Join us in the practical experience of Vipassana (Insight) meditation with Venerable Dhammagawesi from London, to learn the way to look within and reap the experiences of Dhamma Insight.
Venerable Londonaye Dhammagawesi is a Theravada Buddhist monk, ordained at the Springhill Forest Monastery on the hilltops of Kandy, Sri Lanka (https://www.springhillforestmonastery.com/)
He ordained in the year of 2007 and receive higher ordaination in 2008 in the “Kalyana Yogasrma” sect, under the auspiciousness of the late Most Ven Nauyane Ariyadhamma Maha Thero (https://en.wikipedia.org/wiki/Nauyane_Ariyadhamma_Mahathera)
Bhante Dhammagawesi was born in the city of London, United Kingdom and was educated in Sri Lanka. After his successful education Trinity College, Kandy, he migrated to the UK and lived the life of a successful corporate executive for 28 yrs. With all his conventional experiences in Telecommunication & consulting, he abandoned “himself” and joined the monastic community, to accomplish his own liberation while sharing some of his experiences with the wider world.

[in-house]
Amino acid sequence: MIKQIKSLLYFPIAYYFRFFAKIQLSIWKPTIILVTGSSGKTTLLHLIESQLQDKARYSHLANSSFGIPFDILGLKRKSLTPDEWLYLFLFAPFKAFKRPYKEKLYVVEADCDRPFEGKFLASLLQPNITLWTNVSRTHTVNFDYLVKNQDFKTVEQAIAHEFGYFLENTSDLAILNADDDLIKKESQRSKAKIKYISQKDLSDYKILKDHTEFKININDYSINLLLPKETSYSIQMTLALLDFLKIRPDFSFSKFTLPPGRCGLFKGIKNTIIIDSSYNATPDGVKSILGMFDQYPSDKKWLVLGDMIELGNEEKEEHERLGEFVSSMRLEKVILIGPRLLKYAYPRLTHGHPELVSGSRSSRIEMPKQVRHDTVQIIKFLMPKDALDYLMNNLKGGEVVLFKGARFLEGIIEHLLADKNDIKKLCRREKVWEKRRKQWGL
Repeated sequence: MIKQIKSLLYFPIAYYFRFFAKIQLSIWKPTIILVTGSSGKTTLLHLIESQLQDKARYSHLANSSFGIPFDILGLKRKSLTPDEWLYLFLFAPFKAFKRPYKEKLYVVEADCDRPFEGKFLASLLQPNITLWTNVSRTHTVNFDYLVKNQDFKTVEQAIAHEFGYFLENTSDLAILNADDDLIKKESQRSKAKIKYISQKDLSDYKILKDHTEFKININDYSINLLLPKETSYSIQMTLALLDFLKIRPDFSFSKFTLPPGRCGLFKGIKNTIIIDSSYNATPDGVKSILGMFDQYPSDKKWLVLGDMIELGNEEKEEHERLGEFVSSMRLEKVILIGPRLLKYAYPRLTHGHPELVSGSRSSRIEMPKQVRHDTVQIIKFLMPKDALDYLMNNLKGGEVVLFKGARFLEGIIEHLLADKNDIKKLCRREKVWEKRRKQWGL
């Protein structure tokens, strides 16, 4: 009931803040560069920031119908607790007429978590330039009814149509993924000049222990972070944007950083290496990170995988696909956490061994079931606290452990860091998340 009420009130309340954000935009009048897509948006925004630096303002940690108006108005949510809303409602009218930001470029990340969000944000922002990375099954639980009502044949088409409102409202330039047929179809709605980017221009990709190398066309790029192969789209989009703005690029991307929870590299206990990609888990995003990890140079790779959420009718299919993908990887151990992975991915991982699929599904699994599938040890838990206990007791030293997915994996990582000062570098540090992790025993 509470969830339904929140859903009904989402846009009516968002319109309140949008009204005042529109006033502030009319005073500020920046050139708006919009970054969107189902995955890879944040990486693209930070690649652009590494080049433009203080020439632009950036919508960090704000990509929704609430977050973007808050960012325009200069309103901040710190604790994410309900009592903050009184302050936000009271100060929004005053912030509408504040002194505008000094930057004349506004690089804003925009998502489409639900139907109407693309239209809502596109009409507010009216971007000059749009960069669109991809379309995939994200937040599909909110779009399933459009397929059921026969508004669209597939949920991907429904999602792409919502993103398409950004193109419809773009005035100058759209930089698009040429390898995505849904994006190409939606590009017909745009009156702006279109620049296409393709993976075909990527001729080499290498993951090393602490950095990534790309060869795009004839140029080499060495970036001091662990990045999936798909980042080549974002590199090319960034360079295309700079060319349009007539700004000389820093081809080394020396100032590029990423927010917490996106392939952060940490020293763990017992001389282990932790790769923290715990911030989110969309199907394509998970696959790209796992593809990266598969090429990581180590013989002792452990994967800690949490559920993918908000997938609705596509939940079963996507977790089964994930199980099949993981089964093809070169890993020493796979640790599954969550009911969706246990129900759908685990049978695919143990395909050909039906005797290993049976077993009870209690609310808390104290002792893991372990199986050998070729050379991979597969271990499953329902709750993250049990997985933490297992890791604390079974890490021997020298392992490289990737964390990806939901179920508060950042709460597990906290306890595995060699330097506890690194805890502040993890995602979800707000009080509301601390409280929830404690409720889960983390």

As a monk, he has had extensive experience with his own practice of Vinaya & meditation, under his teachers and also as a teacher to an international following. He also has spent about 6 years in India and also in the Himalayas experiencing his path.
Within the Australian community he has been involved with many young groups and families, assisting them with their “personal circumstances” & the practice of meditation. He has been deeply practicing in his chosen path and not spent too much in the public domain, not wanting to be too exposed and hindering his practice. He is currently touring Australia and has with much persuasion volunteered his services to a limited number of events.
Towards this we are pleased to introduce Venerable Dhammagawesi to share his experiences associated with the Dhamma with the community in Sydney.
All Sessions by Donation (Dana) to the Buddhist Library. All donations to the Buddhist Library of $2 and over are tax deductible.
Dana is the traditional practice of generosity, the extending of one’s goodwill, which is fundamental to Buddhism and other spiritual traditions. The instructions and guidance for this course are offered without requesting a fee and it is up to individuals to determine the amount of dana they would like to offer. It can sometimes be easy to become confused when we are new to this and we wonder “how much should I give?” This is a relevant question in the material economy but an appropriate dana cannot be prescribed but requires sensitivity to its intent and awareness of the costs and expenses associated with organising a course.